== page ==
After the first player (‘under the gun’) acts, the play proceeds in a clockwise fashion around the table with each player also having the same three options — to call, to raise, or fold.
Once the last bet is called and the action is ‘closed,’ the preflop round is over and play moves on to the “flop.”
Second Betting Round: The Flop
After the first preflop betting round has been completed, the first three community cards are dealt and a second betting round follows involving only the players who have not folded already.
In this betting round (and subsequent ones), the action starts with the first active player to the left of the button.
Along with the options to bet, call, fold, or raise, a player now has the option to ‘check’ if no betting action has occurred beforehand.
A check simply means to pass the action to the next player in the hand.
Again betting continues until the last bet or raise has been called (which closes the action).
It also can happen that every player simply chooses not to be and checks around the table, which also ends the betting round.
Third Betting Round: The Turn
The fourth community card, called the turn, is dealt face-up following all betting action on the flop.
Once this has been completed, another round of betting occurs, similar to that on the previous street of play.
Again players have the option to options to check, bet, call, fold, or raise.
Final Betting Round: The River
The fifth community card, called the river, is dealt face-up following all betting action on the turn.
Once this has been completed, another round of betting occurs, similar to what took play on the previous street of play.
Once more the remaining players have the option to options to check, bet, call, fold, or raise.
After all betting action has been completed, the remaining players in the hand with hole cards now expose their holdings to determine a winner. This is called the showdown.
The remaining players show their hole cards, and with the assistance of the dealer, a winning hand is determined.
The player with the best combination of five cards wins the pot according to the official poker hand rankings.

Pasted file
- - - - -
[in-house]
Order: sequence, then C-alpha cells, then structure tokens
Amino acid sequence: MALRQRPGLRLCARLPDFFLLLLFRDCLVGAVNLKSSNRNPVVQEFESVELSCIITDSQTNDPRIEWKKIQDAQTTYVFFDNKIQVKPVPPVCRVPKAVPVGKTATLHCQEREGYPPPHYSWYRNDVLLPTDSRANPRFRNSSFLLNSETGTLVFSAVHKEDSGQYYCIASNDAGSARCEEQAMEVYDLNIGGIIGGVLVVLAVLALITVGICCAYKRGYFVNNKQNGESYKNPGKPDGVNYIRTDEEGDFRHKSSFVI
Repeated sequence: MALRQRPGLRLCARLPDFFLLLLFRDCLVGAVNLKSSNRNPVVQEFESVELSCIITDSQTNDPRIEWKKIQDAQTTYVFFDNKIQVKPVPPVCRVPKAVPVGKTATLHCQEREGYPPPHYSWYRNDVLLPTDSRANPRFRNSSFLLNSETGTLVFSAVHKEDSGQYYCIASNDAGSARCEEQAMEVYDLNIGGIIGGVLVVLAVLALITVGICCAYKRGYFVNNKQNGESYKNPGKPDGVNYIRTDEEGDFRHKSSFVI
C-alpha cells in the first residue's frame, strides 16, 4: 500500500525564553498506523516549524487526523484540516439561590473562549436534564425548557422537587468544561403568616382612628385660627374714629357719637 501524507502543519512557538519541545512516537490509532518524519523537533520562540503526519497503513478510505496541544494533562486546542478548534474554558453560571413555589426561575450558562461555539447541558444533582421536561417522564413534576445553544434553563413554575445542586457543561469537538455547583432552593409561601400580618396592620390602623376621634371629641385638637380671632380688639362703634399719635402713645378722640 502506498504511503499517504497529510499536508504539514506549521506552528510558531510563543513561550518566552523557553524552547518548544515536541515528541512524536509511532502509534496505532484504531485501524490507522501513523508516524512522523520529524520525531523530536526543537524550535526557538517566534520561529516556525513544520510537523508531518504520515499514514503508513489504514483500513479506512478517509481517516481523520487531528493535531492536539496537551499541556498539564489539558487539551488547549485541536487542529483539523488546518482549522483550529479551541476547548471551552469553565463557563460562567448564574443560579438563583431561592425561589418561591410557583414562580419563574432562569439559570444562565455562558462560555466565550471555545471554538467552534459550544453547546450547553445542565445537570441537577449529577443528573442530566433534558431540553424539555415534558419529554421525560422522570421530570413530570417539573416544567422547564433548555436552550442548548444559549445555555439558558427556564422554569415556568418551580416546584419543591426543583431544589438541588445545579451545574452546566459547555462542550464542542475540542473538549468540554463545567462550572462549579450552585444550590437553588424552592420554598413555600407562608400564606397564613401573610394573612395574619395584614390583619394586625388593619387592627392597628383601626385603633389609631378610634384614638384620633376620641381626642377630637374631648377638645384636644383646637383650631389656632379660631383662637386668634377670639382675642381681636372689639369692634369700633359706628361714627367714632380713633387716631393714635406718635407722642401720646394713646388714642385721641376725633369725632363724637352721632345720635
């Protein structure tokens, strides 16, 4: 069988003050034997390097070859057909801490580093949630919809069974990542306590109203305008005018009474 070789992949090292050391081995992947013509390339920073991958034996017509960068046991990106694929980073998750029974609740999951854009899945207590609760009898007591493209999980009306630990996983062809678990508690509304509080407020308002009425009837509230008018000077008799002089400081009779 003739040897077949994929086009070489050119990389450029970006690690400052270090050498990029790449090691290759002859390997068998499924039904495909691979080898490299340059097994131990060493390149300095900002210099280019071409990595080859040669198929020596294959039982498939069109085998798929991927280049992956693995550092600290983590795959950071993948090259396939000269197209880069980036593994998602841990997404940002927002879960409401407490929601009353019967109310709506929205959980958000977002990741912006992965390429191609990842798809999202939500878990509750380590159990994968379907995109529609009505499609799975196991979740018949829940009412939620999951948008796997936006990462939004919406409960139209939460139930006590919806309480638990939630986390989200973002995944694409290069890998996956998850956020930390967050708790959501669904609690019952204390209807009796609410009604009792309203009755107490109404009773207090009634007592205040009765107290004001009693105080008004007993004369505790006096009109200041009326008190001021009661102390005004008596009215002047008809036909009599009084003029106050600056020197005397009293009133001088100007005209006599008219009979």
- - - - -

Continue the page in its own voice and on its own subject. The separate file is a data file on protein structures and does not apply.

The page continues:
3. The Hands in Texas Hold'em
These hand rankings aren’t specifically part of Texas hold’em rules, but apply to many different poker games.
- Royal Flush — five cards of the same suit, ranked ace through ten; e.g., A♥K♥Q♥J♥10♥
- Straight Flush — five cards of the same suit and consecutively ranked; e.g., 9♣8♣7♣6♣5♣
- Four of a Kind — four cards of the same rank; e.g., Q♣Q♥Q♦Q♠4♦
- Full House — three cards of the same rank and two more cards of the same rank; e.g., J♣J♥J♠8♦8♥
- Flush — any five cards of the same suit; e.g., A♠J♠8♠5♠2♠
- Straight — any five cards consecutively ranked; e.g., Q♣J♦10♥9♠8♦
- Three of a Kind — three cards of the same rank; e.g., 8♣8♠8♦K♣4♥
- Two Pair — two cards of the same rank and two more cards of the same rank; e.g., A♠A♣J♦J♣7♠
- One Pair — two cards of the same rank; e.g., 10♥10♣9♥4♦2♦
- High Card — five unmatched cards; e.g., A♣J♦10♠5♣2♥ would be called “ace-high”
Players construct their hands by choosing the five best cards from the seven available (their two hole cards and the five community cards).
If the board is showing 9♣5♠K♦3♠A♥, a player with the two hole cards A♦9♠ would have two pair (aces and nines) and would lose to a player who has 9♦9♥ for three of a kind (three nines).
Learning hold’em poker begins with understanding how hands are dealt and the order of play as described above.
Of course, learning Texas hold’em rules is just the beginning, as the next step is to learn strategy which involves understanding what constitutes good starting hand selection, the odds and probabilities associated with the game, the significance of position and getting to act last during those post-flop betting rounds, and many other aspects of the game.